A fundamental process by which cellular components are degraded is autophagy. Defects in autophagy pathways are strongly associated with multiple human diseases, including neurodegenerative disorders and cancer. Despite their importance, to date, a comprehensive characterization of the extent and selectivity for Autophagic degradomes has remained largely uncharacterized. Researchers at Karolinska Institutet have in two studies published in the journal autophagy mapped out how this happens.
Beyond maintenance of organelle and protein homeostasis, autophagy, also called “self-eating,” plays a major role in cellular survival as a fundamental stress and adaptation response, in particular during diverse starvation conditions. There are, however, multiple different autophagic pathways in mammalian cells that is known to contribute for degrading different cellular components. Which of these autophagy pathways are responsible for degrading which proteins and when this occurs has remained undefined.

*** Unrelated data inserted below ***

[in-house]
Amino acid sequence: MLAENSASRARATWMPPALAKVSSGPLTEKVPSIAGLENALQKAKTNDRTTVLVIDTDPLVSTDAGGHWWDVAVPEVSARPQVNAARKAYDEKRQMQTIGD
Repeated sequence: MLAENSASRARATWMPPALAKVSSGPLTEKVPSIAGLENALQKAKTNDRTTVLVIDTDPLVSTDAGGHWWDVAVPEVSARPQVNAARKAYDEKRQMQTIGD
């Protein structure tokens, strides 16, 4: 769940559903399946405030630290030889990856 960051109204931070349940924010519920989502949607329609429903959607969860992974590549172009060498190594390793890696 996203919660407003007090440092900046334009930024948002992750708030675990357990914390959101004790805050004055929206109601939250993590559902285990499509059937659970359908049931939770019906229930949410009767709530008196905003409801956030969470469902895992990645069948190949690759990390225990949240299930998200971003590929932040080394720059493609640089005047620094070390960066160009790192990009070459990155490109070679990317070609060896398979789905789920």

Thousands of proteins can be degraded in cancer cells through autophagy pathways
The research team at Karolinska Institutet, under the direction of Associate Professor Helin Norberg, has previously provided new insights into this by characterizing proteins degraded by different autophagic pathways in cancer cells (Autophagy, 2019). In the new study (Autophagy, 2021), they now reveal how and which proteins are degraded, and that it occurs in an orderly sequential manner, which was found to be dependent on the function the protein has in cancer cells.
“An important aspect of these findings is that the majority of the identified proteins display dominant oncogenic pro-survival activities, who’s pathogenic stabilization effectively sustains tumor progression and dissemination. Since our finding outline how these proteins can be degraded, our discoveries lay the basis for understanding the mechanisms of how oncoproteins can be “eaten up” by the cells. Most importantly, when we know how, when and which cancer-promoting proteins can be degraded, we can also start to design new strategies that could selectively promote their degradation-specific mechanisms for development of novel anti-cancer approaches, says Helin Norberg, Docent at the Department of Physiology and Pharmacology.”